08/28/2001 11:00PM

Line runs from Ponona to Epsom

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DEL MAR, Calif. - There is a fine line between a good idea and a bad idea, just as there is that same fine line between genius and stupidity. Little wonder the two are often confused. For example . . .

* Bob Baffert was just kidding. Or was he? Asked where Point Given would run next, following his win in the Travers, the trainer told the ESPN television audience, "Either the Goodwood Handicap or the Pomona Championship."

The Goodwood is nine furlongs, a little more than once around Santa Anita Park. It will be run on Sunday, Oct. 7, for a purse of $500,000. Tiznow won it last year, then won the Breeders' Cup Classic, which makes it a pretty good idea for Point Given's first race against older horses.

But if he runs in the Goodwood, essentially in his own backyard, Point Given could be confused. There would be no van ride to the airport, no long flight to the East, no humidity, and probably not much of an audience, after performing before 73,857 at the Belmont Stakes, 47,127 at the Haskell and 60,486 at the Travers.

The Pomona Championship, on the other hand, will be run for the 45th time on Sunday, Sept. 23, at Fairplex Park, about 30 miles east of Santa Anita.

The purse is $20,000, plus entry and starting fees. It is a Grade 3 race, but unfortunately it is restricted to Quarter Horses and run at 400 yards. Point Given is more like two Quarter Horses dressed in a Thoroughbred suit.

Baffert can be forgiven his flashback, however. He won the Pomona Championship in 1988 with Shawnes Favorite.

* This Saturday is "College Day at the Races" at Del Mar. What a concept, and a grand idea if there ever was one.

These are energetic young minds, our future leaders, all of them searching for a intellectual challenge and a warm place to spend their allowances. In California, you can start betting legally at the track once you reach your 18th birthday, although you still might have trouble buying a six-pack of Zima at the local Circle K. Eighteen also means college freshmen, that most vulnerable of all species, ripe for conversion to the aesthetic beauties of the racing game and the inherent greed of parimutuel gambling.

In this spirit, Del Mar is also offering a handicapping contest with a $500 prize, pitting schools, fraternities, sororities, whatever. I'm betting on the guys from the Delta Tau Chi house up from Faber College, if they are allowed through the gates.

* The next time anyone feels like complaining about a bum call by the stewards, it would be a good idea to thank the heavens above that we are not being ruled by the crew presiding at Epsom Downs in suburban London the other day.

There was a problem at the start of a five-furlong straightaway event. Not all of the gates opened at the same time, leaving some of the runners with a serious disadvantage.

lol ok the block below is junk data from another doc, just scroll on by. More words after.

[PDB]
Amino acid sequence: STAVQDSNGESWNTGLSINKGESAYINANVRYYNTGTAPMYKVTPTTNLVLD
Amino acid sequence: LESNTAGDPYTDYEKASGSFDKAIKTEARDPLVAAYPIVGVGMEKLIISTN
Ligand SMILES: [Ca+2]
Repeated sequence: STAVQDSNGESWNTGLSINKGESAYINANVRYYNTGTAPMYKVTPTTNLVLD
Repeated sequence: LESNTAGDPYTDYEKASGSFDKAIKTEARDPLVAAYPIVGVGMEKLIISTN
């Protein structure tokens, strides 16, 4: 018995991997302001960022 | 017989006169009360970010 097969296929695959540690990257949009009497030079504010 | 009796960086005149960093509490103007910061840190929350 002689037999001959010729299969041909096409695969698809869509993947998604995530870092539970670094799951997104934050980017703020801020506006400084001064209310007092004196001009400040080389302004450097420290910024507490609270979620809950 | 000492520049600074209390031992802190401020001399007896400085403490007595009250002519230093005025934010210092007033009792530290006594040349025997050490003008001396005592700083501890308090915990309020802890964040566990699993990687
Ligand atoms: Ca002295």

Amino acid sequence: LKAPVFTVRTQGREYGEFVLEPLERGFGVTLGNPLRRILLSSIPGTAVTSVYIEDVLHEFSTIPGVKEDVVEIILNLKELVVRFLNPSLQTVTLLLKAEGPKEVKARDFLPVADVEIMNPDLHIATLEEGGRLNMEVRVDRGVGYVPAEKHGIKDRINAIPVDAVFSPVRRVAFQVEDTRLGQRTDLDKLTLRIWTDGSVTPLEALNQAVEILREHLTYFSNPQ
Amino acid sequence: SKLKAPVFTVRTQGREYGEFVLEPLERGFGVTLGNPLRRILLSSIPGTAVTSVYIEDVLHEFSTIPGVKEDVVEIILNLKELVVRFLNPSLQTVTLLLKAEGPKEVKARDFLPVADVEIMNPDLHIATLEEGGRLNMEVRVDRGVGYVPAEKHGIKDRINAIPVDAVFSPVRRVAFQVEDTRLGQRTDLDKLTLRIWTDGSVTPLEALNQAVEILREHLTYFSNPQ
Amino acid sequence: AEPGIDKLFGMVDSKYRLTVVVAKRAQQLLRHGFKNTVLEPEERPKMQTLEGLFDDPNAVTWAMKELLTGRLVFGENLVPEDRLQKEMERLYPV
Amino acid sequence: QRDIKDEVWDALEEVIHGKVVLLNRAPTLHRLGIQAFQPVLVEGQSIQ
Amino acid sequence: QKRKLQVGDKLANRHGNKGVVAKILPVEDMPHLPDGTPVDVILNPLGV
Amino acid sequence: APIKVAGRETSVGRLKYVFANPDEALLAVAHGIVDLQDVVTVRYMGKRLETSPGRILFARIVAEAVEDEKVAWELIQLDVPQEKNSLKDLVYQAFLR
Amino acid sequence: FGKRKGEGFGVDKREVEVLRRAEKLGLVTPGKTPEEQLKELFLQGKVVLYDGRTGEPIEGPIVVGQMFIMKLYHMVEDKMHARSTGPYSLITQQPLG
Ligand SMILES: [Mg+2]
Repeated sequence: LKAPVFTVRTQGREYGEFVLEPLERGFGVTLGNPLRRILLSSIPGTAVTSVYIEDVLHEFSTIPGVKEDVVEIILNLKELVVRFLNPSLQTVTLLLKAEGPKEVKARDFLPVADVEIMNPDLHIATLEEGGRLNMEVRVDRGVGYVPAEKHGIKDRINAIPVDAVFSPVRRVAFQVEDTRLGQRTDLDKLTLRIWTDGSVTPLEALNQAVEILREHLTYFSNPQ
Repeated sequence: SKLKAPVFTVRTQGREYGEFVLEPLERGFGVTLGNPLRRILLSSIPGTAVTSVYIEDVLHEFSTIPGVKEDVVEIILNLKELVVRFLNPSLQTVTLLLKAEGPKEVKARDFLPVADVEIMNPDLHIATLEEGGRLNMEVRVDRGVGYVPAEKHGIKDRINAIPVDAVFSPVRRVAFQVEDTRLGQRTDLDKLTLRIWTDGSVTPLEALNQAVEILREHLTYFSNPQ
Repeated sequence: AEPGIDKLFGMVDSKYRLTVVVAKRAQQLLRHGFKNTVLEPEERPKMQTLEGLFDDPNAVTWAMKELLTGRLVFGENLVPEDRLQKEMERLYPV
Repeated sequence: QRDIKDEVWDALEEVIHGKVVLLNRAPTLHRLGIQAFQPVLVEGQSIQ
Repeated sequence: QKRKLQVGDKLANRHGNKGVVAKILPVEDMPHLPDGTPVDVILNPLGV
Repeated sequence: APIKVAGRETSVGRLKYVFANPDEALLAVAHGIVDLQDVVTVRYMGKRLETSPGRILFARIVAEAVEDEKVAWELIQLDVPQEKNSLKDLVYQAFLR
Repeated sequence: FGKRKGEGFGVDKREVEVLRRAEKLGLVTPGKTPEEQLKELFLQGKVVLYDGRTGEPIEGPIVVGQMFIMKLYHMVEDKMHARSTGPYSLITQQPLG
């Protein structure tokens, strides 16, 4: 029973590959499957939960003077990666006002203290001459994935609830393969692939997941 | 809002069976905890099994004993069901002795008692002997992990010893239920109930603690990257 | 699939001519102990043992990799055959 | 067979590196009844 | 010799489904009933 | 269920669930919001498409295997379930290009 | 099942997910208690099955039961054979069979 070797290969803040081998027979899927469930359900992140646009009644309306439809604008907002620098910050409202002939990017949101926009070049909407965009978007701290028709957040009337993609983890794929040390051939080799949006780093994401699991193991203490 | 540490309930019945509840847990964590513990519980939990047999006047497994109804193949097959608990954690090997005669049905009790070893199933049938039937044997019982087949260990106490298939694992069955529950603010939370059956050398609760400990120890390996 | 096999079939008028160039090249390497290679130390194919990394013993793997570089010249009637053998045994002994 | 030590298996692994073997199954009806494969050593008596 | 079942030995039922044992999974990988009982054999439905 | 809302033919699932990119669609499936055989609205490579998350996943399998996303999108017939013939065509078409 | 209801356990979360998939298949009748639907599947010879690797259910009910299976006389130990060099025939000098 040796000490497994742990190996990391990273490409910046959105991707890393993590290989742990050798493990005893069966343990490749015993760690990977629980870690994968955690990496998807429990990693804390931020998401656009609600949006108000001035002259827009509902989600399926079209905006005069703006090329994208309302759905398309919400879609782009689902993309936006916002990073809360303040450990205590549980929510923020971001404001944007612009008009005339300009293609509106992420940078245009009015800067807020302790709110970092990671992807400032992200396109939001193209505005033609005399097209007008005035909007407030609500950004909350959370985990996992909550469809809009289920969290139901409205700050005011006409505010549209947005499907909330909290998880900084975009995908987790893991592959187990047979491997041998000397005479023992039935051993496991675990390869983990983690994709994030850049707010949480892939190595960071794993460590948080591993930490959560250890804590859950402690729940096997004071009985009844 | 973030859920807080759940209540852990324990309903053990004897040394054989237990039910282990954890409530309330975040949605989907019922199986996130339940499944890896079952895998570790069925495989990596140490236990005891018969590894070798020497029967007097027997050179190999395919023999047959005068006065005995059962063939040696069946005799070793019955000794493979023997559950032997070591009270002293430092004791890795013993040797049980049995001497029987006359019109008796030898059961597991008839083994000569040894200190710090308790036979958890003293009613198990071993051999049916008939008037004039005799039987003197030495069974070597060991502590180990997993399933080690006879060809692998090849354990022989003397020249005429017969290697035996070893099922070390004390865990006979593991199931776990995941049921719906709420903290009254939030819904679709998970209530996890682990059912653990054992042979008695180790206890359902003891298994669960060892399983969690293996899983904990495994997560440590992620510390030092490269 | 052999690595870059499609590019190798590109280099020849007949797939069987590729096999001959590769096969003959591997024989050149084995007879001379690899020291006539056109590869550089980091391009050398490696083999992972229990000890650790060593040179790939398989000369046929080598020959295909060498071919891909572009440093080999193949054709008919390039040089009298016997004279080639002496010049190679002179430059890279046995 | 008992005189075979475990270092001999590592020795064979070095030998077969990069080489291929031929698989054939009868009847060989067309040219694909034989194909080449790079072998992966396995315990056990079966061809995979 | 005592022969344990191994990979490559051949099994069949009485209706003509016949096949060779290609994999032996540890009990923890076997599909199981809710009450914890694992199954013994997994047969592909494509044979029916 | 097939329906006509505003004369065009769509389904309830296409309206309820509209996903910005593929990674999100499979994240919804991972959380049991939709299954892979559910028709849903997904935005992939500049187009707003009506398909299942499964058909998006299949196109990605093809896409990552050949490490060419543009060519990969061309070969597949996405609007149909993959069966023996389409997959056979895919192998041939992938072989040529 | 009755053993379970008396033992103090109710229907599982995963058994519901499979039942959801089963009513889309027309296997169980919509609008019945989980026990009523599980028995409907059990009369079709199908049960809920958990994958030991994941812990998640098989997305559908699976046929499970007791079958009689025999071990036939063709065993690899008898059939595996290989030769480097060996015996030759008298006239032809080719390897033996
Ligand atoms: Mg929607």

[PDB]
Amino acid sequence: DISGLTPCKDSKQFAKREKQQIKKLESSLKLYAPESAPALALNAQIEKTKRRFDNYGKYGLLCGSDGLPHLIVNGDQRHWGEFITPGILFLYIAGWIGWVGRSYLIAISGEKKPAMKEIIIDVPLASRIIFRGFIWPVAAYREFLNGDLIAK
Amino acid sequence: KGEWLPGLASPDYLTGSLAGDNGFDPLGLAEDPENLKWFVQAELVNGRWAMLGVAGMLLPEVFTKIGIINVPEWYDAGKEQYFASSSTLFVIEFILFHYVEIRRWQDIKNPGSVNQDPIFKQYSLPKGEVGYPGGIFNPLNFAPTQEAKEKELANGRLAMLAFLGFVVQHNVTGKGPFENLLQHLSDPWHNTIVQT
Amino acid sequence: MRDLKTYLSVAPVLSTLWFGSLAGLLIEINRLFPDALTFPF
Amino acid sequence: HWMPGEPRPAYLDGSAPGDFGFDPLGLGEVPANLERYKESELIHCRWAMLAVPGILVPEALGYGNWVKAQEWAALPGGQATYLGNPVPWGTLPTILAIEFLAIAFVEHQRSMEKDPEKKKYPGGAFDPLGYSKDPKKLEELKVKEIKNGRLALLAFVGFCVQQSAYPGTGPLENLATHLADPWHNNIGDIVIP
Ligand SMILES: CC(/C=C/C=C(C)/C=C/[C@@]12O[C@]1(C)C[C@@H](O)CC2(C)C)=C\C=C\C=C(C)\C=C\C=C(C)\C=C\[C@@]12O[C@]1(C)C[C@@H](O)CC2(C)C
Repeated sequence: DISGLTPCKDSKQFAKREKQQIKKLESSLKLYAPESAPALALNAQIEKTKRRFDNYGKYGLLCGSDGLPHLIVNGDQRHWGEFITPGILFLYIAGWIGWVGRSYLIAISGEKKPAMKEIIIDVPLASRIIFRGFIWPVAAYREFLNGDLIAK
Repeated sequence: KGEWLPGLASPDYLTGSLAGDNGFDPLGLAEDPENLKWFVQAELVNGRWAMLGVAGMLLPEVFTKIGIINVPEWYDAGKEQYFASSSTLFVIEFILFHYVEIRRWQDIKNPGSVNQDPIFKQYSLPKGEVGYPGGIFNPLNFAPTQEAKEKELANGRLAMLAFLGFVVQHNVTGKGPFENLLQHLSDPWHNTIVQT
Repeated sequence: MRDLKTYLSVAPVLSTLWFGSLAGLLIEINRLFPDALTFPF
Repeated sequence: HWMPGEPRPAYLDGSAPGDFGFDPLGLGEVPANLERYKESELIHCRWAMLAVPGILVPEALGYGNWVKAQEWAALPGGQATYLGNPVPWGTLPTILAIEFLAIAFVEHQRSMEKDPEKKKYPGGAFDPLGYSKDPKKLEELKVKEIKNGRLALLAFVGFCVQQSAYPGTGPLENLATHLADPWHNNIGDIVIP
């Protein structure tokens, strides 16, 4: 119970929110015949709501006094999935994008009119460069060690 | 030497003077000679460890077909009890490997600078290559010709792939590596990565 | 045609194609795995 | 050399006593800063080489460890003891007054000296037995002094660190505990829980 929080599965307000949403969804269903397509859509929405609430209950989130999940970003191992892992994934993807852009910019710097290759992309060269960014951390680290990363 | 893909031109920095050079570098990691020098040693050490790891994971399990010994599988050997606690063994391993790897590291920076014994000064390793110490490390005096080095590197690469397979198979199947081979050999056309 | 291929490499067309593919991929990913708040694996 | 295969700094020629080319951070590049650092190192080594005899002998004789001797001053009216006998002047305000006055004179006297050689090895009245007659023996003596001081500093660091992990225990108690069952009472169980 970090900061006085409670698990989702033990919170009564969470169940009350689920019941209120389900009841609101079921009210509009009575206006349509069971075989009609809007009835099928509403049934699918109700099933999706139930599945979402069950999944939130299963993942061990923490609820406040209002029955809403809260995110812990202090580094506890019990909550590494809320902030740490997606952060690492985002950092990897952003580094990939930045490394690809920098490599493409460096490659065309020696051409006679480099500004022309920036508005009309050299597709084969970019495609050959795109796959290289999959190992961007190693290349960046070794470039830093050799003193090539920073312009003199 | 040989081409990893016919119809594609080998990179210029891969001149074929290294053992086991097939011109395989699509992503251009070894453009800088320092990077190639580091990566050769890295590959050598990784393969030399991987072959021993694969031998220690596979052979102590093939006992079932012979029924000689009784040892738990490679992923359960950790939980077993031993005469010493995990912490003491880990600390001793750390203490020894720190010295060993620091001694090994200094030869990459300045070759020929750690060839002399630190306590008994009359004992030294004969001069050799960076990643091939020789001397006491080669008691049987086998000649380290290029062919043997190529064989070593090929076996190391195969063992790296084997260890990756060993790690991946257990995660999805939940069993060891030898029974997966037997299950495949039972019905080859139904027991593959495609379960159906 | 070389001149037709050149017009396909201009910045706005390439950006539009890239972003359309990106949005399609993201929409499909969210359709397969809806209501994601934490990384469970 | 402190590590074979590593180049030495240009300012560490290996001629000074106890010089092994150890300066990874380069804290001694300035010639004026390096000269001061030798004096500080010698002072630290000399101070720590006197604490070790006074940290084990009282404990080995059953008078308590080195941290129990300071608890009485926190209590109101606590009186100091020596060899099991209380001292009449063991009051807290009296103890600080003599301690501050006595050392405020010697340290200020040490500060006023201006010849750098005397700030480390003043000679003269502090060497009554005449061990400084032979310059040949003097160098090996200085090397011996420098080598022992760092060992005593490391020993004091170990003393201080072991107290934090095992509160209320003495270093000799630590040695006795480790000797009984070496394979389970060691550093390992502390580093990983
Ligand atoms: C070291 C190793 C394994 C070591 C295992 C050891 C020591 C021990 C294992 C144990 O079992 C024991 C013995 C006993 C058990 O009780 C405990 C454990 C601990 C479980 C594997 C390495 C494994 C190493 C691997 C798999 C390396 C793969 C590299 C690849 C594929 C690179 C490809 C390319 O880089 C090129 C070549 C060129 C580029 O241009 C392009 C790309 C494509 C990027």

In such cases, the entire race should be thrown out. At the very least, there should be refunds on all bets involving the horses who were deprived of a fair start. This is the custom at American racetracks, even though such a policy can be a painful blow the the handle.

The British stewards, however, let the results stand. No refunds. Perhaps a polite apology, but no satisfaction. Punters and press alike were righteously outraged.

"We want to be the center of worldwide betting," said commentator John McCririck, the mutton-chopped gadfly of the English racing press, "and yet we still have farces like this."

* This is probably a bad idea, but who knows? A group that reportedly includes Rev. Sun Myung Moon's Unification Church has raised eyebrows over their attempts to land the Uruguay market of international parimutuels.

Apart from the college gang at Del Mar on Saturday, the average American couldn't find Uruguay on the map. But that's beside the point. The Unification Church has been associated with such cultural eccentricities as tax evasion, mass weddings, and The Washington Times. Perhaps the gaming business is the natural extension of such activities.

* Finally, if you think running a far-flung network of racetracks is tough, you ought to try maintaining an updated Web site.

Information about Magna Entertainment Corporation, owners of such tracks as Santa Anita and Gulfstream Park, can be found on the world wide web at magnaentertainment.com. Amid all the splashy graphics, designed to suggest the oval of a racetrack, the visitor can find out about company officers and directors, access the annual report, and tour the various MEC holdings.

There is also a prompt that urges you to "Check out the latest news about MEC." Okay, let's do it. Click, zoom, and the screen displays a single item, dated Oct. 27, 2000, referring to the day that Magna and a group of Mid-Atlantic racetracks announced that they were leaving the NTRA.

Apparently, nothing much has happened since.